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May 05, 2023

The week in investor relations: De Santis signs anti-ESG measures into law, US nears agreement to limit Chinese investments and SEC gets US court order over Coinbase complaint 

Our pick of the IR stories from around the web you might have missed this week

– Florida governor Ron DeSantis signed into law a bill barring state officials from investing public money to promote ESG goals and prohibiting ESG bond sales, Reuters (paywall) reported. The bill is one of the furthest-reaching efforts yet by US Republicans against sustainable investing efforts and a clear political message from DeSantis, a likely presidential candidate. Republicans, including some from energy-producing states, say many executives and investors have lost their focus on returns as they take growing account of issues like climate change and workforce diversity.

– According to Politico, Biden administration officials appeared to be nearing agreement on a key effort to curtail Beijing’s technological and military rise. Unprecedented rules limiting US investments in China are expected later this month and the administration has begun briefing industry groups like the Chamber of Commerce on the broad outlines of the executive order, which is expected to require companies to notify the government of new investments in Chinese tech firms and prohibit some deals in critical sectors like microchips. The developments come at a particularly delicate moment for the administration, which has been trying to smooth tensions and maintain trade ties with Beijing as both economies teeter on the brink of recession.

– In crypto news, Coindesk reported that the SEC was ordered by a US court to respond to cryptocurrency exchange Coinbase’s complaint over how it applies securities laws to digital assets. The Third Circuit Court of Appeals said in a filing that the SEC must file its response within 10 days; Coinbase may then file a response seven days later. Coinbase last week argued that the SEC is providing insufficient regulatory guidance for US companies operating in the crypto sector, saying the commission ‘at a minimum must set forth how those inapt and inapposite requirements are to be adapted to digital assets’.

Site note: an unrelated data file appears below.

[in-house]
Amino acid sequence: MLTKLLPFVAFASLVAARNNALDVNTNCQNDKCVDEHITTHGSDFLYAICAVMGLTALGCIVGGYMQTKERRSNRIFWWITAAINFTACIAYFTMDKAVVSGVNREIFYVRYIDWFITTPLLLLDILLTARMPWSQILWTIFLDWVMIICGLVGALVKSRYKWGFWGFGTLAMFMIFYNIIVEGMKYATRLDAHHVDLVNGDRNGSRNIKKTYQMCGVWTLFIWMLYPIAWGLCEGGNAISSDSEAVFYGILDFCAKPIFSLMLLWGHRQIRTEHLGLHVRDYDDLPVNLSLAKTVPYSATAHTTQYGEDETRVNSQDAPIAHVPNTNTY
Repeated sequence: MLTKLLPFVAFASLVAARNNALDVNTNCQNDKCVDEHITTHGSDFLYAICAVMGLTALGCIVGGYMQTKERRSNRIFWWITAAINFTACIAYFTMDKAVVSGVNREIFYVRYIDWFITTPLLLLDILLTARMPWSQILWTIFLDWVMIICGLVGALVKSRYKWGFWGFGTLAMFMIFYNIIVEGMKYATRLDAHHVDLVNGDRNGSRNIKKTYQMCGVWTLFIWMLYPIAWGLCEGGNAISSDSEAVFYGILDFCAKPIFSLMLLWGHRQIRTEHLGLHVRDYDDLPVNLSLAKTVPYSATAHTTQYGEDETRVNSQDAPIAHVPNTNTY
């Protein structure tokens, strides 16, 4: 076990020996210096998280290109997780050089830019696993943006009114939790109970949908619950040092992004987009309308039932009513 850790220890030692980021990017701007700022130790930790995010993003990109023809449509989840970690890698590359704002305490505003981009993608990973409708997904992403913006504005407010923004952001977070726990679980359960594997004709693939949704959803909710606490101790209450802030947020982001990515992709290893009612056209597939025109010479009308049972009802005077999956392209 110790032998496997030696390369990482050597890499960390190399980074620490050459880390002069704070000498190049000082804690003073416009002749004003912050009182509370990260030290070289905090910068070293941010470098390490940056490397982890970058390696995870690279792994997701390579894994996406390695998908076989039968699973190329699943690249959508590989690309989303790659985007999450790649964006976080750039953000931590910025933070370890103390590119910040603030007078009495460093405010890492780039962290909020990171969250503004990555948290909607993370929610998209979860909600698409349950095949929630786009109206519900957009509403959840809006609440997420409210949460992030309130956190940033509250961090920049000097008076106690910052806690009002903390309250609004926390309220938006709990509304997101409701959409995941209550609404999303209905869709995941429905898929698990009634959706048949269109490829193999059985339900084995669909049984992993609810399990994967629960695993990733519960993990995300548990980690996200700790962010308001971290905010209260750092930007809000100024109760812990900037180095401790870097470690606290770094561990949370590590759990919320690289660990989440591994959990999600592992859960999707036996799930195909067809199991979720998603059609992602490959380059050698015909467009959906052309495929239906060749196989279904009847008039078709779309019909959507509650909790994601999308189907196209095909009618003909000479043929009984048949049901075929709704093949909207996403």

– Meanwhile, according to CNBC, institutional investors lost interest in crypto after 2022 and, even with this year’s uptrend, their appetite for it hasn’t come back yet, according to Northern Trust’s head of digital assets and financial markets. Justin Chapman told CNBC’s Crypto World at the Digital Assets Week conference in San Francisco that institutions have shifted their focus to cryptocurrencies’ underlying blockchain technology, but that his firm ‘has capabilities’ in place should client interest in crypto assets rebound. ‘Just after March the crypto market went off a cliff… the client interest has definitely gone off the same cliff in terms of institutional interest in cryptocurrencies,’ he said.

–  Investors voiced concerns over an erosion of shareholder rights outlined this week as part of the UK financial regulator’s planned overhaul of British listing rules, the Financial Times (paywall) reported. Several UK fund managers said the proposed shake-up by the Financial Conduct Authority, which would make it easier for companies to list on the London Stock Exchange (LSE), would dilute investors’ voting rights and leave them exposed to riskier stocks. The plans are aimed at boosting the competitiveness of London in a bid to avert an exodus of businesses from the LSE, where the number of listed companies has fallen by 40 percent since 2008. 

– According to Bloomberg (paywall), Alibaba Group’s international online shopping unit is exploring a US IPO as it weighs options to spur growth for the business that includes major e-commerce brands Lazada and AliExpress. The firm is in the early stages of consideration and the IPO’s size has yet to be determined, according to people familiar with the matter. The business group is in talks with banks that could potentially help prepare for the IPO next year, said one of the people, who asked not to be named as the matter is private. Alibaba’s US-listed shares rose 1.2 percent in New York trading.

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